Every team in the theater. Every team with a clicker. Every question more surprising than the one before. Your team will work together to solve analytic questions and multimedia challenges. Click your answers before time runs out, and don’t be surprised if you’re asked to connect a poem you studied to a clip from Brooklyn 99.
It’s loud. You might even hear a team "accidentally" say the wrong answer too loudly—hoping you’ll click it.
It's strategic. What will you and your teammates do when you disagree?
Remember, it's not the first team to answer correctly that gets all the credit. You’re all racing the clock. But, the clock is fast and the stakes are high.
Speak with the power of your pen (or pencil!) You’ll be given six prompts, from each of the six subject areas, ranging from creative scenarios to explore to persuasive arguments to make. Two easy rules to remember: as a team you only need to write three of the six, and each of you needs to answer a different prompt. You’ll first have time to prepare together, then time by yourself to write the most compelling piece possible, then one last chance to review one another's work at the end. Whether you craft a poem or compose a five-paragraph essay, make sure your work excites and challenges you, because that means it'll excite and challenge your reader too.
It’s multiple choice, so make multiple choices. The Challenge looks like any other test, but with an alpaca-powered twist: you can mark more than one answer per question. The fewer you mark, the more points you can earn if you’re right. (Yes, that means you can finally guess C and D... and also A, B, and E.) Apply your knowledge of the six subjects successfully and you can win medals in one, two, or all of them.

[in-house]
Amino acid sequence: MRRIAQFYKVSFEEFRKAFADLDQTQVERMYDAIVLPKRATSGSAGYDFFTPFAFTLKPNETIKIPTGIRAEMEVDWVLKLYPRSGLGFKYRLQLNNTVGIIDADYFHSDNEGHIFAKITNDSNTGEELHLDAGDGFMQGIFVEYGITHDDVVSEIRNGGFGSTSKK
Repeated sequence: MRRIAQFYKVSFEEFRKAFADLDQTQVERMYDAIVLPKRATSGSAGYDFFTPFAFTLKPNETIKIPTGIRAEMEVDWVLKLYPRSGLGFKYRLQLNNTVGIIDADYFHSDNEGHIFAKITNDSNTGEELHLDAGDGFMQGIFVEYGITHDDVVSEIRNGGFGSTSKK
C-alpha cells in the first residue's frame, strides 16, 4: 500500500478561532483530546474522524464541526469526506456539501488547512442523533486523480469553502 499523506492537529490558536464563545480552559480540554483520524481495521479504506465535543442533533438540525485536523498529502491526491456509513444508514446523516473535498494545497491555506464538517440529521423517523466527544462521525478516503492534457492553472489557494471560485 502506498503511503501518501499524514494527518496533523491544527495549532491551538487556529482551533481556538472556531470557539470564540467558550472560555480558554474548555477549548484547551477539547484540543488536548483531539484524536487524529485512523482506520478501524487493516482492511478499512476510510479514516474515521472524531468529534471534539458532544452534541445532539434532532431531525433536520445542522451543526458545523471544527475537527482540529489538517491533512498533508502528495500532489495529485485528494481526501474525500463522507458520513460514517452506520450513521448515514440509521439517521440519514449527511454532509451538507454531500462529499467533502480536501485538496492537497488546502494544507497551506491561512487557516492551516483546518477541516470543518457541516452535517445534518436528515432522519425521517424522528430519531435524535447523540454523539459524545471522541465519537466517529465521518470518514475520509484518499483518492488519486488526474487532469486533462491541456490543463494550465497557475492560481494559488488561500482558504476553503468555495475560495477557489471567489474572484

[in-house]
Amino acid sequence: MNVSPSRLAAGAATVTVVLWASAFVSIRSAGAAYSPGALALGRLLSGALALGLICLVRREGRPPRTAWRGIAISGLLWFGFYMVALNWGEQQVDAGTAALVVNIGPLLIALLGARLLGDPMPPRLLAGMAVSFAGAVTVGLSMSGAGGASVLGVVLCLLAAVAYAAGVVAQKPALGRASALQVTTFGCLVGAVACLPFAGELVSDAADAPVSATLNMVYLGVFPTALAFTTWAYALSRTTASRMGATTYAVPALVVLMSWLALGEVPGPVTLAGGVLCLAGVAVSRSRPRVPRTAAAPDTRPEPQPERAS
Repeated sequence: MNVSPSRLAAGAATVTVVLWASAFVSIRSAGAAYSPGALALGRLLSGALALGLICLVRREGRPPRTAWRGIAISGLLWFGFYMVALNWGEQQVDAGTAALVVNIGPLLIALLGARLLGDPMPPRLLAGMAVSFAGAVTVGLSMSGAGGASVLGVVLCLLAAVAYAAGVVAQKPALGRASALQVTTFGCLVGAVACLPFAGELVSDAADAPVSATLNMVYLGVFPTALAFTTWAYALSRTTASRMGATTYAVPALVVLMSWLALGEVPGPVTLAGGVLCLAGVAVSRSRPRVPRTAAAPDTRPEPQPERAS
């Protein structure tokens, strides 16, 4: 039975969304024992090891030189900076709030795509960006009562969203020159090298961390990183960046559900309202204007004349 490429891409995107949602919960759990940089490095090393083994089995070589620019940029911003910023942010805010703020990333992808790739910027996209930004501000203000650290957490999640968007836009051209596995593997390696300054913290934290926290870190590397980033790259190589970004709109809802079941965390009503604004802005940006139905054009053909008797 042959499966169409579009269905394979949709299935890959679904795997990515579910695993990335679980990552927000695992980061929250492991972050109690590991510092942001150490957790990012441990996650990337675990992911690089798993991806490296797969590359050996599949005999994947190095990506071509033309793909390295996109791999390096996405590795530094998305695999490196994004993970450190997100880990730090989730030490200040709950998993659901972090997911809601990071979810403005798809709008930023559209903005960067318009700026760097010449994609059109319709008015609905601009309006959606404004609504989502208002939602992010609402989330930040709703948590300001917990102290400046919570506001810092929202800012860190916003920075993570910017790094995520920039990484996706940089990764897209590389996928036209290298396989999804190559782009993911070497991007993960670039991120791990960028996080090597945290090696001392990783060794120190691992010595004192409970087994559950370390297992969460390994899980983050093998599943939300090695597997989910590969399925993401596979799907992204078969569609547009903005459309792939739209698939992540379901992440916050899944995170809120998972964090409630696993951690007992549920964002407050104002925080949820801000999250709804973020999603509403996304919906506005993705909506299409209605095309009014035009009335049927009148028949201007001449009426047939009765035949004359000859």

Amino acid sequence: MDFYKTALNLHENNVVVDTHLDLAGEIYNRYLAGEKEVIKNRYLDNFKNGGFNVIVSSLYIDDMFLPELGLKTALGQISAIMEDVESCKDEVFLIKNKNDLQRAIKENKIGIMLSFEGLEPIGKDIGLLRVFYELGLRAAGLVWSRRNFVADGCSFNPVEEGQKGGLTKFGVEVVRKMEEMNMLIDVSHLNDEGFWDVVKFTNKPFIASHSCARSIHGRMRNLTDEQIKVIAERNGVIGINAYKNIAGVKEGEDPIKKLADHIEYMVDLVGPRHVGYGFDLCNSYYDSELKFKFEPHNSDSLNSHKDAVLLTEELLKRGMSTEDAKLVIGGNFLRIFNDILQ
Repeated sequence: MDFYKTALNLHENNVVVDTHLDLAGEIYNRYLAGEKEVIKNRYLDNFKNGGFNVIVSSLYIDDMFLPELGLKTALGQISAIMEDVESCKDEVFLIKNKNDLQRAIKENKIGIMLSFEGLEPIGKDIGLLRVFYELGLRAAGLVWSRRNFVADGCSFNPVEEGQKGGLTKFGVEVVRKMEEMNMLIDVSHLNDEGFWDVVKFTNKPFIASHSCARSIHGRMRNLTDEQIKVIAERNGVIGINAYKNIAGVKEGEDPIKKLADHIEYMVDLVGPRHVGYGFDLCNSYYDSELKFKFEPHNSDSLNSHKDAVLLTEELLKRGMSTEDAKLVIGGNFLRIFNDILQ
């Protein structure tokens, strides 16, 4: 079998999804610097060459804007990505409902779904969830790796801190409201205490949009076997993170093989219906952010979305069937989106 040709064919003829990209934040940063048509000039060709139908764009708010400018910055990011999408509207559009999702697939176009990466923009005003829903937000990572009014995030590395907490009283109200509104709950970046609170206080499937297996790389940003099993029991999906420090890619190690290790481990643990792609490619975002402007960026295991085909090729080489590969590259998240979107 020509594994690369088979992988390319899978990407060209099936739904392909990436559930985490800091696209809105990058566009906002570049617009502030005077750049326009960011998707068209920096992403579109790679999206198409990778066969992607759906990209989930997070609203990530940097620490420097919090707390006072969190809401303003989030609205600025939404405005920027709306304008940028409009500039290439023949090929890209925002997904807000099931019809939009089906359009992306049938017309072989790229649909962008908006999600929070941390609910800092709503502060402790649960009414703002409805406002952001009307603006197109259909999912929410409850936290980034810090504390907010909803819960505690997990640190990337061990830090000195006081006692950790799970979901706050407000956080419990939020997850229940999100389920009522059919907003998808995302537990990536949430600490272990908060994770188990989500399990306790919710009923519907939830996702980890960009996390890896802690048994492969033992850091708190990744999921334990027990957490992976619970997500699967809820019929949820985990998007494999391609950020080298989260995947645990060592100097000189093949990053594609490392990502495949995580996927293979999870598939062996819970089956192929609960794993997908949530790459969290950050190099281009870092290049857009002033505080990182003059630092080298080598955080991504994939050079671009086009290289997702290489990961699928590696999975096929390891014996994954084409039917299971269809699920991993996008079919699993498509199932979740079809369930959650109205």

You’ll soon discover what all World Scholars do: that even if you think you’re an expert in science, you might win a medal in the arts, and that the best way to prepare for a test that touches on everything is to talk through it all with your team, day by day.
Play your cards right, and you could earn enough medals to warrant a neck brace.
Each team debates three times, on motions across all the subjects, from policy to poetry. You may be arguing whether parents should have access to surveillance cameras at schools—or whether women make better superheroes. Debate is your chance to apply all that you’ve learned to make the most persuasive case you can. And, win or not, after each debate, you’ll give the other team feedback on how to improve.
Each of you will speak up to 4 minutes. But first, you’ll have 15 minutes to research your argument, with full access to the Internet. Use your time—and choose your sources—wisely!
Two-thirds of our students have never debated before; over half are EFL learners. The rest sign up because they’re debaters. For new debaters, it’s a great introduction; for experienced debaters, it’s a challenging new style.
Sample motions from 2014:
After each round, each team gives constructive feedback to the other team on how to improve. Winning teams then face other winners—and non-winners other non-winners. The result: the teams with the least experience have the opportunity to gain more, and everyone becomes a better debater by the end of the day.